The Expansion of America to the West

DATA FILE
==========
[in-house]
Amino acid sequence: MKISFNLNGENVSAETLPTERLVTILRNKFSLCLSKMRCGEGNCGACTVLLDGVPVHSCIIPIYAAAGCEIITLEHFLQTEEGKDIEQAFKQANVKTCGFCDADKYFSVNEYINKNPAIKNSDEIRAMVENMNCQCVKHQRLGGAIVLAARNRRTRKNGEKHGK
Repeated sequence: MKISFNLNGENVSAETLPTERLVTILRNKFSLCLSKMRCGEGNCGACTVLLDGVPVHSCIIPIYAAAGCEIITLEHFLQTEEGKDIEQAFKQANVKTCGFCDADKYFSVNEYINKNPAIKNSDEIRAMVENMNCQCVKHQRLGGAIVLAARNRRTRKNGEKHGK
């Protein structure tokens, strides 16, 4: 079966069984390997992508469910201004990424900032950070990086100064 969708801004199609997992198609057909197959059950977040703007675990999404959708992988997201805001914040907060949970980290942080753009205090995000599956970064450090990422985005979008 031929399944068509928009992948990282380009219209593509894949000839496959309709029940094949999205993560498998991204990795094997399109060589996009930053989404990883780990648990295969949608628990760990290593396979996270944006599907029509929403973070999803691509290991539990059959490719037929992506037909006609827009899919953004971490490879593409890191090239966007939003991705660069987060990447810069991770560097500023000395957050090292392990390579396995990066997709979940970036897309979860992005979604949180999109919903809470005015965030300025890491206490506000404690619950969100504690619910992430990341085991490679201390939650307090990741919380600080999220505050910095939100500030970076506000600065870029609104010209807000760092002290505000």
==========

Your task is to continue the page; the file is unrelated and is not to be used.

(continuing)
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As the 19th century continued, America expanded away from the east coast, across the Mississippi westward. After many western states joined the Union, hundreds of thousands of pioneers migrated to the new territories, which shifted the majority of the country’s population to the West. With so much uninhabited and unorganized land available, the desire for more land brought aspiring pioneers to the frontier. As enticing as the idea was, something else was persuading many people to migrate westward. Manifest Destiny became a widely used concept amongst future pioneers. This concept stated that God wants you to migrate westward over the entire country to expand and enhance its political, social, and economic influences. Many middle-class citizens held this belief and was the driving force in Americas expansion. In 1862, Congress passed the Homestead Act and the Pacific Railway Act that would help aid settlers in their plight across the Plains. These acts used public lands to achieve significant national ambitions of western migration and the construction of the transcontinental railroad. In 1862, the Homestead Act was passed into law. The act stated that any American citizen could file an application and for a small amount purchase 160 acres of government land. The only stipulation was that you must inhabit the land for the next five years. The Plains provided ample amount of land for farming and livestock, but settlers found the different climate would require new
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